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Whitewashing the cover, denying that Black Lives Matter

Lady in the Lake - Laura Lippman

Shame on William Morrow and their jacket designer.


Lippman's story opens with the words of a very pretty young working-class African-American woman and mother of two, Cleo Sherman, addressing Madeline Schwartz. She's saying that no one except her mother missed her when she disappeared, "no one cared." She's telling us that Black Lives Matter and no one was going to look for her until Schwartz, a very pretty still youngish middle-class white woman and mother of one, made the disappearance into a big deal. Cleo's a realist who's endured racism her entire life.


So the cover designer took that symbolic second place in which Cleo lives and made it literal: the pretty white woman in front, clear enough, and the probably pretty woman of perhaps some color, perhaps just in shadow or a muted reflection, but sufficiently disguised that no potential white reader of Lippman need be put off.


It's possible that no one ever explicitly said "if you put a Black face on the cover, make it hard to tell." Publishers bemoan the lack of diversity on the grounds of giving the book-buying public what it wants, to which end any broad-appeal book jackets keep lead characters of color off the cover, or hide them in shadows, or use white or passes-for-white models. Only the books specifically marketed to a Black audience are overt. It's exactly the same bullshit cycle that segregates books marketed to everyone as gender neutral or overtly masculine, while slapping pink and ball gowns on anything that isn't expected to have cross-over appeal. Legally enforced segregation may be dead, but more kids now attend racially segregated schools than before integration, now imposed by school districting.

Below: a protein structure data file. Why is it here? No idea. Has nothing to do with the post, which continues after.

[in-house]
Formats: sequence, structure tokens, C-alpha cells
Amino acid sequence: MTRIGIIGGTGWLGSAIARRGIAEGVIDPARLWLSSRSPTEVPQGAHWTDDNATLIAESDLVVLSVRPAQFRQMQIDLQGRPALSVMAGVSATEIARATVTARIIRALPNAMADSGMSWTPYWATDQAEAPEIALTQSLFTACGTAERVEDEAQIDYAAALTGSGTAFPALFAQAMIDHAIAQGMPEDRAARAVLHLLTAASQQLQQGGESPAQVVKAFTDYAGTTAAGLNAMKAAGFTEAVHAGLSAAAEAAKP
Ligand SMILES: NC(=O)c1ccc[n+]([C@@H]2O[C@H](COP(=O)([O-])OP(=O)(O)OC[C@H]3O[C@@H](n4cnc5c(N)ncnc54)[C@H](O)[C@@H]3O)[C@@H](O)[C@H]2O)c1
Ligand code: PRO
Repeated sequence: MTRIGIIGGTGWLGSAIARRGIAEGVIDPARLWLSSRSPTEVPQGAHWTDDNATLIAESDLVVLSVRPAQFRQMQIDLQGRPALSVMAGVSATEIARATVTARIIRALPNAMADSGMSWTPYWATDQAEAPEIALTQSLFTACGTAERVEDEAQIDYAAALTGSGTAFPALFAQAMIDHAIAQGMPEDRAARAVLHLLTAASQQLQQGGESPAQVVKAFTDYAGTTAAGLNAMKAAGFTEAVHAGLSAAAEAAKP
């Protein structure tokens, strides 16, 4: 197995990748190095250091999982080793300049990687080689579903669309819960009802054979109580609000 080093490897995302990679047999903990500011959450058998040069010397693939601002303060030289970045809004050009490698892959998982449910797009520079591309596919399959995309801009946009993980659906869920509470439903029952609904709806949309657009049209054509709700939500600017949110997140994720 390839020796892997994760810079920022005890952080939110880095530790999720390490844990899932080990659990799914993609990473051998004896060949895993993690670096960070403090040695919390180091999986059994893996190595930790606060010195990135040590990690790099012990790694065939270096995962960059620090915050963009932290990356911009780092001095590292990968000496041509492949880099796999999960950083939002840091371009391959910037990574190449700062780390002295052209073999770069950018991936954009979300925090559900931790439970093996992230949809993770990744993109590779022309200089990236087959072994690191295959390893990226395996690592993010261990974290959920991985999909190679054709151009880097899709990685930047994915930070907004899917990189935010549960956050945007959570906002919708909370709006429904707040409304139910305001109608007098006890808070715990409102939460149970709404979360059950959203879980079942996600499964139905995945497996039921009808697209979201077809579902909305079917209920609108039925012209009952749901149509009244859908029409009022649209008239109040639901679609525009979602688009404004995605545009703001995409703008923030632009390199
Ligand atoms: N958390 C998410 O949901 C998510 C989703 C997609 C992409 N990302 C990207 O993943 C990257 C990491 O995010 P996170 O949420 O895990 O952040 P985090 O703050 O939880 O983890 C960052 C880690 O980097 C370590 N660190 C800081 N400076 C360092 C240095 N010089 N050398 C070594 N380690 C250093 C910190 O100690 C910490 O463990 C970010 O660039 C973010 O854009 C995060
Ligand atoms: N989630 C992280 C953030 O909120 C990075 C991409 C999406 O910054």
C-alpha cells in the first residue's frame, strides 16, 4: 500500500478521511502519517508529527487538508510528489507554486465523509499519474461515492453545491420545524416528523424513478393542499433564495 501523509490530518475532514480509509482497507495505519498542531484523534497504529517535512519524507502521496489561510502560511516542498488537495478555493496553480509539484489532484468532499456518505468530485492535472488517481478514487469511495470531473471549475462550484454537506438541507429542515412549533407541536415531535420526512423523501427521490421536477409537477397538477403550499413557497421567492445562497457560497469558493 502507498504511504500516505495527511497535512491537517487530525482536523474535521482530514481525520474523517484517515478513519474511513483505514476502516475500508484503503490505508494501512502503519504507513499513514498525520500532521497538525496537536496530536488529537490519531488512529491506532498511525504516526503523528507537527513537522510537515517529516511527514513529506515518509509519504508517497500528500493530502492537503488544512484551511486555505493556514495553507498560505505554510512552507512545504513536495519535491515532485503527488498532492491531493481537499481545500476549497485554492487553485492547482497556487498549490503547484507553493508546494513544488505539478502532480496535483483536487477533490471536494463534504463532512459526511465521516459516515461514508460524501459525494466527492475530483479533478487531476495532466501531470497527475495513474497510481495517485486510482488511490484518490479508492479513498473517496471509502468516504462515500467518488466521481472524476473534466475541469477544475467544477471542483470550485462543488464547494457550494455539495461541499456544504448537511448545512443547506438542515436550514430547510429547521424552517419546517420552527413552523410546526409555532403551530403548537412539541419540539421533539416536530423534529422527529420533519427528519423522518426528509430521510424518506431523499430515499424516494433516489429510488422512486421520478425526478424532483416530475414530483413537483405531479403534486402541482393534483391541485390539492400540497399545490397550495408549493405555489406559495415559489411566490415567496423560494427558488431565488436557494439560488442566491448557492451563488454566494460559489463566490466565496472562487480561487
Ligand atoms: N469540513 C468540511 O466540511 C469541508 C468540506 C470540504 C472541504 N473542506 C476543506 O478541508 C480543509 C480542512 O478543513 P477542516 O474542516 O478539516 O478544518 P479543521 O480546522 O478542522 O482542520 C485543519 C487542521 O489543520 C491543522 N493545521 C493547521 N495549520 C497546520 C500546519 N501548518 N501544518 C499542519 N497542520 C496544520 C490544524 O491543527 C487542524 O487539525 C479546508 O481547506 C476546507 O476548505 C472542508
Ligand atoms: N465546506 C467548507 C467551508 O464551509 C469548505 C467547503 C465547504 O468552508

White readers have to keep demanding more diverse voices and more diverse characters and more diverse covers, because publishers will only change if they are shamed into it. All the minority voices raised in protest won't sway them, sad to say. It's just so easy to carry on passively in systems of institutional oppression and ignore the problem.


Lippman's novel addresses racism head on. Shame on William Morrow for undercutting her. I am taking a knee, at, I acknowledge, no cost at all to myself. Black Lives Matter. Keep saying it until the US acts like it's true.


Reading progress update: I've read 121 out of 352 pages.